A protester holds a list of student demands at a demonstration in the Zocalo in Mexico City in the spring.
After Mexican President Felipe Calderon’s fifth state of the nation speech last week, more than 50,000 people gathered in the Zocalo, Mexico City’s main square, to decry policies that have destroyed unions, privatized essential public industries, enriched a small elite and killed more than 50,000 people in the nation’s drug war.
“Mexico’s ‘Indignados’ have had it up to here,” writes journalist and photographer David Bacon, who has covered issues of labor, immigration and international politics for more than 18 years. See his report on Mexican workers’ struggle to resist the privatizing efforts of successive conservative governments and photographs of the demonstration below. —ARK
David Bacon at Truthout:
The hundred organizations that cooperated in organizing the zocalo protest called their rally the National Day of Indignant Mexicans. Their purpose was to present an alternative to the “official” picture painted by Calderon, and to call for a different direction for the country. They charged that, in five years, the number of Mexicans in poverty has grown by ten million, that working income has dropped by a third and that three million more people find themselves jobless. The crisis has hit especially hard at young people, who are the fastest growing segment of the population. Seven million of them can’t find work and have no money to go to school.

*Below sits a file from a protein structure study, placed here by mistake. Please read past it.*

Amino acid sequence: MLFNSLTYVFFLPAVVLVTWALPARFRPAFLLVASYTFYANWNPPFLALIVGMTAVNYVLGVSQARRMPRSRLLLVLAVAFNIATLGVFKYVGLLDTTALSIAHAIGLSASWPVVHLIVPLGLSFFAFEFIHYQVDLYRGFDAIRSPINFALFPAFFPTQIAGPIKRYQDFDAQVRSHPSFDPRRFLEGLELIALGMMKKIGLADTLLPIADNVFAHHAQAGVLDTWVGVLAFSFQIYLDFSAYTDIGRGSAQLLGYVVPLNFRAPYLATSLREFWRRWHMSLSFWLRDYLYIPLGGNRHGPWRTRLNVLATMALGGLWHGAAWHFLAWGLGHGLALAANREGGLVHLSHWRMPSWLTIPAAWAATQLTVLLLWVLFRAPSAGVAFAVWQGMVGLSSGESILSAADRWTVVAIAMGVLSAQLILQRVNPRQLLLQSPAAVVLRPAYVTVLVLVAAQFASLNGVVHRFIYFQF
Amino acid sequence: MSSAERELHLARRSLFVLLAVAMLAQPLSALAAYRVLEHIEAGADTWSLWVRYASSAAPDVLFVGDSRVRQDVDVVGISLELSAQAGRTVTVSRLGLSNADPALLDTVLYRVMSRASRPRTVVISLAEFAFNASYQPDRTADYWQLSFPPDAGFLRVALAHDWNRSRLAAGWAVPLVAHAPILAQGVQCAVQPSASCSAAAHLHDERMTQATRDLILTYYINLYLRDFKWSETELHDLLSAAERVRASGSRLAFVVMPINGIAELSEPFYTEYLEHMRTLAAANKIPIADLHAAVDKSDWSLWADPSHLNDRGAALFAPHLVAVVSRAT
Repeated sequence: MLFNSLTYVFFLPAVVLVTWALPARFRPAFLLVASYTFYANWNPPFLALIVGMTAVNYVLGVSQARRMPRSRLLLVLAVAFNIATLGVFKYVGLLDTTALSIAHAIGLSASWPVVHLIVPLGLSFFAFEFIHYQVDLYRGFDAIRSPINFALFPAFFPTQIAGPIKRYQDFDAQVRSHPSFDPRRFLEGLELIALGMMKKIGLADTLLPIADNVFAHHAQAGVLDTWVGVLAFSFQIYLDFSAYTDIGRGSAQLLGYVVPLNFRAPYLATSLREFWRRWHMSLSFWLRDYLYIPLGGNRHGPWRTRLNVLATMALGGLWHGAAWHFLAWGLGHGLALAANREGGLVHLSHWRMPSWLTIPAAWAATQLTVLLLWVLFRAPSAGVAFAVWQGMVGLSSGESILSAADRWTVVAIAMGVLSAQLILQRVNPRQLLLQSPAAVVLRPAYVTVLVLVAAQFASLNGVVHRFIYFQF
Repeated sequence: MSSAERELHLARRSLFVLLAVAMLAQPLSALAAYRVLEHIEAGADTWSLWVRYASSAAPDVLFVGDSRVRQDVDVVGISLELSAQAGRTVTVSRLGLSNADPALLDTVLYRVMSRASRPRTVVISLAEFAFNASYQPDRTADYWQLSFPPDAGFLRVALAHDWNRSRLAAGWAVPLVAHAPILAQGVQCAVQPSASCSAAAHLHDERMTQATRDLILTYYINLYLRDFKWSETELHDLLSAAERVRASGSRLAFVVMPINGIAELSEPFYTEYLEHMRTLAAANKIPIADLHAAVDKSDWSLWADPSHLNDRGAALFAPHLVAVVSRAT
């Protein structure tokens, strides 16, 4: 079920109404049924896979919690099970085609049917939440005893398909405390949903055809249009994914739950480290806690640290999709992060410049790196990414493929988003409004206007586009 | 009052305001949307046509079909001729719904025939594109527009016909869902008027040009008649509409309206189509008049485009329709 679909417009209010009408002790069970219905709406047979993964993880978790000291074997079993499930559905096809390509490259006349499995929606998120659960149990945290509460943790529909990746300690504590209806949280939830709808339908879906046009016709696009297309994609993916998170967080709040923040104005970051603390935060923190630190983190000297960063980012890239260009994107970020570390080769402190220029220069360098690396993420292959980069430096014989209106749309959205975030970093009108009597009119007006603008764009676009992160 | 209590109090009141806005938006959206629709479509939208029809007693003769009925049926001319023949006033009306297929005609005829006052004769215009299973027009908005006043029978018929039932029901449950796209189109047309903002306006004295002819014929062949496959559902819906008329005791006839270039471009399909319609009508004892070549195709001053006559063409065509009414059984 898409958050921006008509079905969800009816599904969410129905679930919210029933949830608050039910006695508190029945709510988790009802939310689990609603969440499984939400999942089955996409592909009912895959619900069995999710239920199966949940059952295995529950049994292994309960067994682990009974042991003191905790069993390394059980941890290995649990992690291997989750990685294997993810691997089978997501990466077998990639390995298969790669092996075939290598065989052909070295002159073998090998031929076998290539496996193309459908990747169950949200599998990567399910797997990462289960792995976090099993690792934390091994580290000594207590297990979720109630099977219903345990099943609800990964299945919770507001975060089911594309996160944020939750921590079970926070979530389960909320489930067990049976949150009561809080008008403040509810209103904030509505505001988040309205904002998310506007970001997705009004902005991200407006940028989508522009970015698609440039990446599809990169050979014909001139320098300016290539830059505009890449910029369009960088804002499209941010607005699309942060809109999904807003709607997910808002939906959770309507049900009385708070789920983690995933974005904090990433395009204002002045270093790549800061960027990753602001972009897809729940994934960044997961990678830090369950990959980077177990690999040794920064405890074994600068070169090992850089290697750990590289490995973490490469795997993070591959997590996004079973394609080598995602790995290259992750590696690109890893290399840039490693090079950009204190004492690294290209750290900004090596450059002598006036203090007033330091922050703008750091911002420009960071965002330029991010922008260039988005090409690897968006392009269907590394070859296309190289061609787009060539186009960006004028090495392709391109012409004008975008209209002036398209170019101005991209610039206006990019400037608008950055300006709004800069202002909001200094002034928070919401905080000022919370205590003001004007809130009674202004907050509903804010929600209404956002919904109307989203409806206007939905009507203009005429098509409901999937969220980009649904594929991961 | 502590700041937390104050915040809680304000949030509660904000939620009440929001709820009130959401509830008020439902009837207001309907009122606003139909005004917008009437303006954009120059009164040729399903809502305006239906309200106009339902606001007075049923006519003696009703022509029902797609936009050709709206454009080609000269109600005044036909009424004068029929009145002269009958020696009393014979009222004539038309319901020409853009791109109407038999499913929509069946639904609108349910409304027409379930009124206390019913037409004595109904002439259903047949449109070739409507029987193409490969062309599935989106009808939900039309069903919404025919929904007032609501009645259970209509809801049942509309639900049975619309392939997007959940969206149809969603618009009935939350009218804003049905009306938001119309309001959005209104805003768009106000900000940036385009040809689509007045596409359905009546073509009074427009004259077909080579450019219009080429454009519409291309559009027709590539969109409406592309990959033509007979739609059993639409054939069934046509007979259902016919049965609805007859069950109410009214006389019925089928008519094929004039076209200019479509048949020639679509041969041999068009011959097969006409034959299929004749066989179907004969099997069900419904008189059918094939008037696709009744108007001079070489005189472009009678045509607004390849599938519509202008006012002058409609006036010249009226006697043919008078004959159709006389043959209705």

Calderon’s policies, which have produced these results, are part of a program of economic liberalization opening Mexico to private, domestic and especially foreign capital. Former Mexico City Mayor Manuel Lopez Obrador, who ran against Calderon five years ago and, most people believe, defeated him, says these reforms have been “imposed on Mexico from outside over the last two decades, including labor law reform, energy reform, fiscal reform and education reform.” By outside, Lopez Obrador means from the colossus of the north - the US. In the wake of the implementation of the North American Free Trade Agreement in 1994, Mexico underwent a terrible economic crisis in which it lost a million jobs in a single year. The Clinton administration bailed out the government and its bondholders and, in the end, Mexico lost its financial system to Wall Street and London banks. Since then, the International Monetary Fund and the World Bank have indirectly written Mexico’s economic policies.